Bristol see hard road to the big league

Gloucester 21 Bristol 0
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The Independent Online

It was supposed to have all the ingredients of a throwback to the good old days. A classic West Country derby, a full house, a particularly foul day, and a return to Kingsholm for Richard Hill, the Bristol coach, who was director of rugby at Gloucester until the Cherry and Whites decided that they preferred the French accent of Philippe Saint-André to the Bath burr of Hill.

It was supposed to have all the ingredients of a throwback to the good old days. A classic West Country derby, a full house, a particularly foul day, and a return to Kingsholm for Richard Hill, the Bristol coach, who was director of rugby at Gloucester until the Cherry and Whites decided that they preferred the French accent of Philippe Saint-André to the Bath burr of Hill.

Alas there was no fairy-tale as Gloucester, with a little help from the referee Steve Lander, ruthlessly extinguished any prospect of a romantic afternoon. Manchester United and Exeter this was not.

The last time the clubs met here was in September 2002; Gloucester went on to finish top of the Premiership, Bristol bottom, which meant relegation, a mass exodus of players and rebuilding from scratch. They have done a good job although yesterday's scoreline, which did nothing to reflect Bristol's contribution, nevertheless highlighted the disparity between the Premiership and National League One.

Gloucester couldn't have cared less for the quality. It was the width of the victory that has got them into the semi-finals of the Powergen Cup with the chance of a fifth triumph at Twickenham. They need a cause for celebration after suffering four successive defeats, culminating in last week's exit from the Heineken Cup after a shambolic 27-0 home defeat to Stade Français.

The visitors had not beaten Gloucester in the national knock-out cup since 1973, when none of the players yesterday, bar the Bristol prop Dave Hilton, had been born.

Bristol had reached the quarter-finals by the strangest of routes. They lost a thriller in the sixth round 43-33 to Wasps after extra-time, but were reinstated when it was discovered that Wasps had fielded an ineligible player.

Bristol got off to a promising start, releasing the dynamic right-wing Marko Stanojevic, who came within a couple of feet of making the line. Jason Strange was short with a penalty attempt and in the early stages Gloucester were defending like mad. However, they resisted Bristol's advances and hit the front in the 16th minute with a penalty from Henry Paul. Bristol, who have some experienced old hands in their pack including Hilton, the former Scotland prop, and the excellent No 8 Jim Brownrigg, concentrate on scoring tries through their exciting young back line and they revealed flashes of their style before getting dragged into Gloucester's more mundane approach as the first half unfolded.

Bristol fell increasingly on the wrong side of Lander, who penalised them mercilessly for all manner of offences, and Paul added further penalties in the 25th and 32nd minutes.

As rain made handling increasingly difficult, Gloucester reverted more and more to the rolling maul, which was a bit like using a sledgehammer to crack a nut, albeit a hard one.

Gloucester's first try arrived in the 46th minute when, after winning yet another penalty, they elected to go for a pushover scrum. Bristol were hell-bent on denying them but when the ball squirted out on Bristol's side and the ball rolled over the line, the first player to respond was the Gloucester scrum-half Andy Gomarsall. It was the softest of tries for the England No 9, who went on to suffer some discomfort. After 52 minutes Gomarsall departed, holding a hand to his left eye and, as he walked off the pitch, he collided with a metal post. He returned after receiving medical treatment but was forced off again two minutes from the end of normal time.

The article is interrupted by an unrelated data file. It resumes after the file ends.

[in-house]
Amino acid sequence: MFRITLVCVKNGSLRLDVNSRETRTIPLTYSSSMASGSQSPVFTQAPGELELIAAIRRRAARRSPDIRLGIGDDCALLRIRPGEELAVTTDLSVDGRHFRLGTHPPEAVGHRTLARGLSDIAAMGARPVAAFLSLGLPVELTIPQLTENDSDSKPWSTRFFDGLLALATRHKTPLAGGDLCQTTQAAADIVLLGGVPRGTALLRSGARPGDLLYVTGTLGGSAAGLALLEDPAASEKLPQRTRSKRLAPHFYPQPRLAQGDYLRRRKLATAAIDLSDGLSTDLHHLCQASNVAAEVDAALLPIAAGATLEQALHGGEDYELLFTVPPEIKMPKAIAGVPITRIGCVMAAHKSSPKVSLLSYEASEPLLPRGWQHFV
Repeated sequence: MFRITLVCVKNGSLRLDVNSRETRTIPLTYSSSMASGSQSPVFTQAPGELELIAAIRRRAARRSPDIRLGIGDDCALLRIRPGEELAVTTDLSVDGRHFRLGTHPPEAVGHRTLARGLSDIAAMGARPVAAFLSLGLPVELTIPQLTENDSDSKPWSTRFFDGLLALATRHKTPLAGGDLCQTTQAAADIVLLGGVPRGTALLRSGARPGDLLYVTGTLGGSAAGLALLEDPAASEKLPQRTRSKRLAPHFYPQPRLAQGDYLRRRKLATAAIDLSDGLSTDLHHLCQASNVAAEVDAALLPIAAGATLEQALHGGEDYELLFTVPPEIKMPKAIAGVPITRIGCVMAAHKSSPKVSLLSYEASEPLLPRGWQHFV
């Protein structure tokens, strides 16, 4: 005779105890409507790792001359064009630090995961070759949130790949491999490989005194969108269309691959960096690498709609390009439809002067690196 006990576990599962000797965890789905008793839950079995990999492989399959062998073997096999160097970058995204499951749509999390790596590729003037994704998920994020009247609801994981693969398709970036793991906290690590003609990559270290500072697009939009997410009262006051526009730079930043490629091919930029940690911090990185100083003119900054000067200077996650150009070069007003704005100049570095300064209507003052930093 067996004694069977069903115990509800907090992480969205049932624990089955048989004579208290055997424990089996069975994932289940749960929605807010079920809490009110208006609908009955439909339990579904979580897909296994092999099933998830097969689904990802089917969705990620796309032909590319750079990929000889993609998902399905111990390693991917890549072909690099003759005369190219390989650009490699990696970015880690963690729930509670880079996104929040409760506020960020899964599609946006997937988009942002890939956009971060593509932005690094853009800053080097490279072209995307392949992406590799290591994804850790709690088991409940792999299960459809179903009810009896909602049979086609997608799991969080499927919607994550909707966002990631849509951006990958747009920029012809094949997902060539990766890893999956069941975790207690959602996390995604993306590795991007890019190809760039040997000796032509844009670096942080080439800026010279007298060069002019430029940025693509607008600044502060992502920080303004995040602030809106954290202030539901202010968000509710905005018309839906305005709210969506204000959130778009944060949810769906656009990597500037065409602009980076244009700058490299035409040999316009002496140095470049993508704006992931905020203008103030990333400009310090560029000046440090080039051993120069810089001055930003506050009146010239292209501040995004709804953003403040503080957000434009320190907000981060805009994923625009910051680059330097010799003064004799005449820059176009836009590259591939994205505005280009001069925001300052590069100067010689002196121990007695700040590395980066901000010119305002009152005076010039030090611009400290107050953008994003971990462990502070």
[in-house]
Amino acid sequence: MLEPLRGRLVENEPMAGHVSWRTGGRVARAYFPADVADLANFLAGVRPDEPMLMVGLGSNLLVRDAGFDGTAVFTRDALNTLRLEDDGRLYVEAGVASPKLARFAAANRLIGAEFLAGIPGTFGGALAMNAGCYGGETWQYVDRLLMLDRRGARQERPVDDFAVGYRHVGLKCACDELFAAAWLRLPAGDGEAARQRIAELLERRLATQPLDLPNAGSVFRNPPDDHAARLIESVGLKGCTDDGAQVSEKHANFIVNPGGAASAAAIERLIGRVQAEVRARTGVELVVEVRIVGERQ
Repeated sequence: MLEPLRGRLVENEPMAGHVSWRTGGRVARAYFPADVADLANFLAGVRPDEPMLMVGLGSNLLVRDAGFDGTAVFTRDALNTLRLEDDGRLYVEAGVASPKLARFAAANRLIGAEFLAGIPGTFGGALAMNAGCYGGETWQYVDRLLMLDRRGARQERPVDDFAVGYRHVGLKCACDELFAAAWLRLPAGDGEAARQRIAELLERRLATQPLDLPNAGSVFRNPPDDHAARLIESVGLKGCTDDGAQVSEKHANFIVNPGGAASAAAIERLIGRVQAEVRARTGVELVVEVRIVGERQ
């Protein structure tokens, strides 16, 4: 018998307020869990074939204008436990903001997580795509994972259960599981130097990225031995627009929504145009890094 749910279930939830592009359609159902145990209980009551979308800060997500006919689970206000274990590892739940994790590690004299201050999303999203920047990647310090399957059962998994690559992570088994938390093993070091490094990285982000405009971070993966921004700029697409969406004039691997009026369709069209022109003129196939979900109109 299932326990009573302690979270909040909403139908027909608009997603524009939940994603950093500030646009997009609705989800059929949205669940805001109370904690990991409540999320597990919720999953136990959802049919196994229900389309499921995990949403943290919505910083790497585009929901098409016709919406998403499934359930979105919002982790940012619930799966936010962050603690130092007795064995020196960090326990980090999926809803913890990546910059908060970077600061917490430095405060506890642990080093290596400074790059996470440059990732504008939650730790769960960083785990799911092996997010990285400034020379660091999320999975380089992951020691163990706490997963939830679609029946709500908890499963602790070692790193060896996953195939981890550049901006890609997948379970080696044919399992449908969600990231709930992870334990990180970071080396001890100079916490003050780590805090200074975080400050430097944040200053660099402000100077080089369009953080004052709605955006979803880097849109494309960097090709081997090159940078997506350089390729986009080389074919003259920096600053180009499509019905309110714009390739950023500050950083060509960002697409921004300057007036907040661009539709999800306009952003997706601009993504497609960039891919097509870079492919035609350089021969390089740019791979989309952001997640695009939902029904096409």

This was not good news for Andy Robinson, the England coach, who had already seen his captain Jason Robinson suffer a leg injury during Sale's quarter-final defeat to Bath on Friday night.

As conditions deteriorated Bristol were finding it harder and harder to resist Gloucester's forward effort. When Strange, who had formed an impressive looking half-back partnership with the former Scotland Under-21 scrum-half Ross Blake, uncharacteristically failed to find touch, Seti Kiole set off on a bulldozing run which was halted just in front of the Bristol posts. Kiole, playing for the rested James Simpson-Daniel, does not possess much subtlety but he is a hard man to bring to ground.

Ten minutes from time Gloucester increased their lead when the lock Alex Brown surged down the right-hand touchline, adding a flamboyant dive to the finish. Even then Bristol were not finished and once again they stretched the Gloucester defence to breaking point. But a couple of silly errors prevented them from gaining the consolation of a score.

Bristol are now left to concentrate on winning promotion and yesterday, in spite of everything, they showed why they are favourites to finish top of National League One.

Gloucester: J Goodridge; M Garvey, T Fanolua, H Paul, S Kiole; D McRae, A Gomarsall (A Page, 78); C Bezuidenhout (N Wood, 74), M Davies, T Sigley, A Eustace (P Buxton, 61), A Brown, J Boer (capt), A Balding, A Hazell (J Forrester, 75).

Bristol: S Marsden (J Pritchard, 80); M Stanojevic, R Higgitt, S Cox, L Nabaro (A Bilig, 68); J Strange, R Blake; D Hotel, S Nelson (N Clark, 63), J Hobson (A Clarke, 57), E Pearce (O Kohn, 63), O Hodge, C Morgan (R Martin-Redman, 57), J Brownrigg, J El Abd (capt).

Referee: S Lander (Liverpool).

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